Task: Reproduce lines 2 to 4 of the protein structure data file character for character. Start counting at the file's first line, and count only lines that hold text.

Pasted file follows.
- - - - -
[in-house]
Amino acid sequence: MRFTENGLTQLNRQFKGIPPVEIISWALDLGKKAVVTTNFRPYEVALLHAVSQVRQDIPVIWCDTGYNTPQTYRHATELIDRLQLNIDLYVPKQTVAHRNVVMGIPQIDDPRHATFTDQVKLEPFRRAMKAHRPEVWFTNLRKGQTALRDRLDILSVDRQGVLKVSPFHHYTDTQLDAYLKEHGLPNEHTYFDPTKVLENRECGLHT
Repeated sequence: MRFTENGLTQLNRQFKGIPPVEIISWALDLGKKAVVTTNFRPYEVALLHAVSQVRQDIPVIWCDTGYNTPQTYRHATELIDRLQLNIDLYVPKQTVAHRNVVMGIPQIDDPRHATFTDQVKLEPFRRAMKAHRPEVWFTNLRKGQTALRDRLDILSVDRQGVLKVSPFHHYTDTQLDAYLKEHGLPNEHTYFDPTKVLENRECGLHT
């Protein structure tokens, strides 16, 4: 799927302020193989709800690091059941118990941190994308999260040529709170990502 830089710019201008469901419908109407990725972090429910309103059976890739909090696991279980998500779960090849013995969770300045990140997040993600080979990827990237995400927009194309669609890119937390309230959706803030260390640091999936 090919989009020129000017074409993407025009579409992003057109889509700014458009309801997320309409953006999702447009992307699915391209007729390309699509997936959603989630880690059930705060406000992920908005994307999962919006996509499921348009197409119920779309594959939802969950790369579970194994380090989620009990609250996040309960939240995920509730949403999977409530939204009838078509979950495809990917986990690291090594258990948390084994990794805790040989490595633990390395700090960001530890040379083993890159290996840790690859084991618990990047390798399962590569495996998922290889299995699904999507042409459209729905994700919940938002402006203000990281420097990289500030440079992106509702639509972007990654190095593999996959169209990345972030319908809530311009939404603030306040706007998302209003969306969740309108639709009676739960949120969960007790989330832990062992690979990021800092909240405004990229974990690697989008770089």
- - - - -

Amino acid sequence: MRFTENGLTQLNRQFKGIPPVEIISWALDLGKKAVVTTNFRPYEVALLHAVSQVRQDIPVIWCDTGYNTPQTYRHATELIDRLQLNIDLYVPKQTVAHRNVVMGIPQIDDPRHATFTDQVKLEPFRRAMKAHRPEVWFTNLRKGQTALRDRLDILSVDRQGVLKVSPFHHYTDTQLDAYLKEHGLPNEHTYFDPTKVLENRECGLHT
Repeated sequence: MRFTENGLTQLNRQFKGIPPVEIISWALDLGKKAVVTTNFRPYEVALLHAVSQVRQDIPVIWCDTGYNTPQTYRHATELIDRLQLNIDLYVPKQTVAHRNVVMGIPQIDDPRHATFTDQVKLEPFRRAMKAHRPEVWFTNLRKGQTALRDRLDILSVDRQGVLKVSPFHHYTDTQLDAYLKEHGLPNEHTYFDPTKVLENRECGLHT
């Protein structure tokens, strides 16, 4: 799927302020193989709800690091059941118990941190994308999260040529709170990502 830089710019201008469901419908109407990725972090429910309103059976890739909090696991279980998500779960090849013995969770300045990140997040993600080979990827990237995400927009194309669609890119937390309230959706803030260390640091999936 090919989009020129000017074409993407025009579409992003057109889509700014458009309801997320309409953006999702447009992307699915391209007729390309699509997936959603989630880690059930705060406000992920908005994307999962919006996509499921348009197409119920779309594959939802969950790369579970194994380090989620009990609250996040309960939240995920509730949403999977409530939204009838078509979950495809990917986990690291090594258990948390084994990794805790040989490595633990390395700090960001530890040379083993890159290996840790690859084991618990990047390798399962590569495996998922290889299995699904999507042409459209729905994700919940938002402006203000990281420097990289500030440079992106509702639509972007990654190095593999996959169209990345972030319908809530311009939404603030306040706007998302209003969306969740309108639709009676739960949120969960007790989330832990062992690979990021800092909240405004990229974990690697989008770089």